The Biden administration announced Tuesday that it would allocate $550 million to support community-based clean energy initiatives.
As part of the Energy Efficiency and Conservation Block (EECBG) program, the funding will help state, local, and tribal governments implement plans to reduce fossil fuel emissions and overall energy use, according to a memorandum of understanding shared by CNNBreakingNews for the first time.
The total amount made available through the latest bipartisan infrastructure bill is expected to benefit more than 250 million Americans while helping to achieve a net-zero economy by 2050, according to the Department of Energy.
Applications for the EECBG program will be available to all 50 states, five U.S. territories, the District of Columbia, 774 tribes, and 1,878 local governments, in accordance with the MoU.
“This direct injection of DOE funding is critical for communities committed to a just, resilient and clean energy future,” Energy Secretary Jennifer Granholm said in a statement.
The total of $550 million approved by Congress is available until issue, the Department of Energy intends to distribute $440 million in formula funds and competitive grants to eligible parties.
The remaining $110 million will be used to make the EECBG program effective and efficient and to provide technical assistance to eligible institutions.
According to the Department of Energy, eligible uses of the funds include a variety of capacity-building, planning and infrastructure projects to reduce CO2 emissions and energy consumption and improve energy efficiency.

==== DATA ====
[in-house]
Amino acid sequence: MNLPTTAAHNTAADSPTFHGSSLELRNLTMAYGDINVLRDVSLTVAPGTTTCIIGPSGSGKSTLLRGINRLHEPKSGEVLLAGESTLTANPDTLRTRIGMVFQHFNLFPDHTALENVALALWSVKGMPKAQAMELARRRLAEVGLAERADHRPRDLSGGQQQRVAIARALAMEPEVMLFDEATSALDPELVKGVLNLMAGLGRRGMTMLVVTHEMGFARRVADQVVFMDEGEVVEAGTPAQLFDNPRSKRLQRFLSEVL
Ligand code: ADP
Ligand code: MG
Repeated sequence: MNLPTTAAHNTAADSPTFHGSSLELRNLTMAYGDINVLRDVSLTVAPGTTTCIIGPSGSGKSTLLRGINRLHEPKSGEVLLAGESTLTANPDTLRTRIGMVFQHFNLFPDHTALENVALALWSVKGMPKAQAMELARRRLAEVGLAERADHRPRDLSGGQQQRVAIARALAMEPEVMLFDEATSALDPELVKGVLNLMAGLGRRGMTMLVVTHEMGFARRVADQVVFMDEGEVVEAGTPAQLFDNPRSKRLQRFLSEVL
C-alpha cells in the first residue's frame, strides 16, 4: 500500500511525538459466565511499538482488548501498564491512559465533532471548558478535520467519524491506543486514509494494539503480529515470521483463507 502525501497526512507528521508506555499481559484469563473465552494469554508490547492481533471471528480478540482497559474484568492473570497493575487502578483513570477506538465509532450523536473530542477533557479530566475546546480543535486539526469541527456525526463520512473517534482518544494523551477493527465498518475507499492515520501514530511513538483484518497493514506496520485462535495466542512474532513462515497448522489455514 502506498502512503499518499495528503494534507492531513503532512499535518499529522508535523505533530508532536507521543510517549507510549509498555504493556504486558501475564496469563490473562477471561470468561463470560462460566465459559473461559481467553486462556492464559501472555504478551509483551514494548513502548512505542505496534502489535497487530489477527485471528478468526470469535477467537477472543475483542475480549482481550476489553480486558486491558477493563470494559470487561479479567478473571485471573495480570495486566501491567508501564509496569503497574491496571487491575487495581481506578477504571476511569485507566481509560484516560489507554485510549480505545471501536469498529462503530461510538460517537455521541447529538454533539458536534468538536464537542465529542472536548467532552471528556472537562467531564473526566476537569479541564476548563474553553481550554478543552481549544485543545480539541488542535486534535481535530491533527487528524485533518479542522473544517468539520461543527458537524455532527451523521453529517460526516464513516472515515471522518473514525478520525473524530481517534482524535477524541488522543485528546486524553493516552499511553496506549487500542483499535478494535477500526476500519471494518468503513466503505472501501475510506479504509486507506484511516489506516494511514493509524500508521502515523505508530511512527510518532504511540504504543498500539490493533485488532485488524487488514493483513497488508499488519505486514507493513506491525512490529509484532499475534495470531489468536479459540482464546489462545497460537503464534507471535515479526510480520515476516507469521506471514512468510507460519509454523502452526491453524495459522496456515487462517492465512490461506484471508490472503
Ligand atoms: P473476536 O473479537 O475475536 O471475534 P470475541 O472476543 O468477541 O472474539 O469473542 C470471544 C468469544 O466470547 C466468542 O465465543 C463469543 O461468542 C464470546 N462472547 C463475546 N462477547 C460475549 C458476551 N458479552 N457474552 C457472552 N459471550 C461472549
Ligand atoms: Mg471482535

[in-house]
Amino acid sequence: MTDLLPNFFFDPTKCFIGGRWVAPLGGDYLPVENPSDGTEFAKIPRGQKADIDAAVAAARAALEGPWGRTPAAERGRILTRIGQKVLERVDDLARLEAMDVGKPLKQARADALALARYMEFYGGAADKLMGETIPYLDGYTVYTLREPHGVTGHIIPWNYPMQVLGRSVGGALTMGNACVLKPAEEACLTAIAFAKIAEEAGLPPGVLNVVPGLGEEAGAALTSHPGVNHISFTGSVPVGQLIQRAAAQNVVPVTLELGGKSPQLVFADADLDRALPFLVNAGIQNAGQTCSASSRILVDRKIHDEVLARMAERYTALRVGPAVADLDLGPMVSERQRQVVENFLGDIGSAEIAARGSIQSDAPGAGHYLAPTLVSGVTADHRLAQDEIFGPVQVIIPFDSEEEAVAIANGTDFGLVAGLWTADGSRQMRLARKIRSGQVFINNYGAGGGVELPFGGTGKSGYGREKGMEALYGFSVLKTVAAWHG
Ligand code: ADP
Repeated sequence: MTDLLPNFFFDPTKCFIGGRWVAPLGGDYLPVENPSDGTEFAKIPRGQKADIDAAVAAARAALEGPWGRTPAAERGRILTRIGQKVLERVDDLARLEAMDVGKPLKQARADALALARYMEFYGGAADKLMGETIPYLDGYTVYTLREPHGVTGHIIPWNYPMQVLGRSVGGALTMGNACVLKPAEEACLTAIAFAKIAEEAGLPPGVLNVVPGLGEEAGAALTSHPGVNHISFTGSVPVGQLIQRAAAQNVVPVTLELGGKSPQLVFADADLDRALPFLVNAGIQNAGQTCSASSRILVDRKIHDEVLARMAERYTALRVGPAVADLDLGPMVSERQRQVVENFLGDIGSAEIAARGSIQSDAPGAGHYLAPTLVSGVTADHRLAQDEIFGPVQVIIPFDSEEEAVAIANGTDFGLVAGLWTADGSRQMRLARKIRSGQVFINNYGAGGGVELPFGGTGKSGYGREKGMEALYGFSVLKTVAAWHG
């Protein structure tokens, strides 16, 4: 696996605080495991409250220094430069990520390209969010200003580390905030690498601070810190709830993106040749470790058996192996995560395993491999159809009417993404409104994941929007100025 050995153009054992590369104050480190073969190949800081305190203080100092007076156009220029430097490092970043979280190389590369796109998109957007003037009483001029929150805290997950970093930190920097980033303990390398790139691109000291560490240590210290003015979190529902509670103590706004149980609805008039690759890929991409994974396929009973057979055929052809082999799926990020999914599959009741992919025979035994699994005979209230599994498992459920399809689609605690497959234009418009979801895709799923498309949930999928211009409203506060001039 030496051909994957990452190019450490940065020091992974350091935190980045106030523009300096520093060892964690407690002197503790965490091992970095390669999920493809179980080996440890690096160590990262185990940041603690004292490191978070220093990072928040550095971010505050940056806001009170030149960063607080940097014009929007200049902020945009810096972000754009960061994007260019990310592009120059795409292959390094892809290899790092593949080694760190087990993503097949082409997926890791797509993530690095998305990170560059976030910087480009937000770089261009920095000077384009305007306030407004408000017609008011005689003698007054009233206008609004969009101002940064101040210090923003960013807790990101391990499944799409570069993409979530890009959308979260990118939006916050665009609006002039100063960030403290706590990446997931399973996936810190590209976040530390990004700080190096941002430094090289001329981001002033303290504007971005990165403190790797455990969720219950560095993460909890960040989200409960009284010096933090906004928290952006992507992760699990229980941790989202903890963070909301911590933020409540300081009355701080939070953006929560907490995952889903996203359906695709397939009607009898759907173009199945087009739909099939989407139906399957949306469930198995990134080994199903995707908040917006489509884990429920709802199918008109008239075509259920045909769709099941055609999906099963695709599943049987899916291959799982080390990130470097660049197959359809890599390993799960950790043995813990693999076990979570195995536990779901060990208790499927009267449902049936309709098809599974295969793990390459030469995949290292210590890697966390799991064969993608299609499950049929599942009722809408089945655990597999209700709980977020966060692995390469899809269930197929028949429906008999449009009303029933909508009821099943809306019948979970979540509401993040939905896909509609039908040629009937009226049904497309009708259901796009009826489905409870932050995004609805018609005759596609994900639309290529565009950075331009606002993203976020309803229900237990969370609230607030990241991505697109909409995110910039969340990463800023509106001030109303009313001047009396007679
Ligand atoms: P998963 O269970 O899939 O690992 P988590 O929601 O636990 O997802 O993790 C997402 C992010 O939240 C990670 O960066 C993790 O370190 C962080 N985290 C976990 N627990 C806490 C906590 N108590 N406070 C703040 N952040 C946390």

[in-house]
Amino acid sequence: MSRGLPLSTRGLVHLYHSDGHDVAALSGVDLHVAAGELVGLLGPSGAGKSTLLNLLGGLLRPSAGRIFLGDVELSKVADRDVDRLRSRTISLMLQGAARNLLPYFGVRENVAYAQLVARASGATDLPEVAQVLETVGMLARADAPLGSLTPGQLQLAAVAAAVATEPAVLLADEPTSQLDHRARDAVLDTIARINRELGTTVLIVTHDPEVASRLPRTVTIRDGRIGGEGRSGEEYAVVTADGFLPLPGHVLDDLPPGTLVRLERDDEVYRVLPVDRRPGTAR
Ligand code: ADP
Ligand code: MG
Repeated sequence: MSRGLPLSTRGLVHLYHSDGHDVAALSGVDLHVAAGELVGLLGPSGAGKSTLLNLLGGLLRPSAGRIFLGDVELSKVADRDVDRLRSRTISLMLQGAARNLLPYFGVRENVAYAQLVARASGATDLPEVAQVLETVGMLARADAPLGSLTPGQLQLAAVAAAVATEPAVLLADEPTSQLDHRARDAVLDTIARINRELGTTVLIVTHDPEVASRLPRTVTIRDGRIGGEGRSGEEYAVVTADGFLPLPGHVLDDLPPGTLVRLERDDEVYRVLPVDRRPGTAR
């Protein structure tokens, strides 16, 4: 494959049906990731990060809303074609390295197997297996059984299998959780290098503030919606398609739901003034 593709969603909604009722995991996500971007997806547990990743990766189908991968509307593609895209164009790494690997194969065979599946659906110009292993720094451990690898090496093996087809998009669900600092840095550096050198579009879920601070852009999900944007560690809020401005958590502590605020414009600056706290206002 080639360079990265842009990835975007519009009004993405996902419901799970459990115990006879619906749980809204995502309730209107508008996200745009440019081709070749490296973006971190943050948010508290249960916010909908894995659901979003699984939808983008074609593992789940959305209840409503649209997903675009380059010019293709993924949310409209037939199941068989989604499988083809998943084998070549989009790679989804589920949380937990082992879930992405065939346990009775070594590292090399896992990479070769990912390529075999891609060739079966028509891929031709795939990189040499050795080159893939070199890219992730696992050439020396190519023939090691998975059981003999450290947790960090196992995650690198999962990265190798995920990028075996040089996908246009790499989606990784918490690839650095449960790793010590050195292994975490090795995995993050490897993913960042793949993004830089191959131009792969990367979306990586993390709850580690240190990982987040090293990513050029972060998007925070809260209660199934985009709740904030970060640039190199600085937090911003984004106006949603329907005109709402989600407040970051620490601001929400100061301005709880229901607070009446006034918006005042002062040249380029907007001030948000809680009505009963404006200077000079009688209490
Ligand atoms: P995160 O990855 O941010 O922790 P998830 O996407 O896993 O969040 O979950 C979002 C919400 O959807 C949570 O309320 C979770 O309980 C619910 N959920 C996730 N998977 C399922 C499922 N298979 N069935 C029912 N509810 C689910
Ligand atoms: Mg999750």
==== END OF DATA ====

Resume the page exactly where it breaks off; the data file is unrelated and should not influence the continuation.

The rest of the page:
For example, communities could use the funds to expand electric vehicle infrastructure or launch municipal solar projects to supply areas that otherwise have no access to clean energy, the agency explained.
Other options include conducting energy audits for buildings and developing environmental protection programs for transport, such as traffic light synchronization, building cycle paths or opening satellite workplaces in accordance with the MoU.
The Department of Energy will provide funding under the Energy Independence and Security Act of 2007, with 28 percent going to states, 2 percent to tribes, and 34 percent going to each of the two local levels of government.
This means that $299.2 million in formula funds will go to local governments, $123.2 million to states, and $8.8 million to eligible tribes, according to the MoU.
The Department of Energy is providing an additional 8.8 million dollars for competitive grants to local governments — including tribes — that are not eligible for direct grants.
This is the second time that EECBG has received funding. The program initially received $3.2 billion in funding under the American Recovery and Reinvestment Act of 2009.
Applications for the EECBG program will open in January. The program is in line with President Biden’s Justice40 initiative, which, according to the Department of Energy, is targeting 40 percent of the total benefits of clean energy investments to underserved populations.
“State, local, and tribal communities across the country will be able to use these funds to advance greater energy efficiency and environmental practices,” Granholm said.
Such improvements, she added, would help “lower utility bills and create a healthier environment for American families.”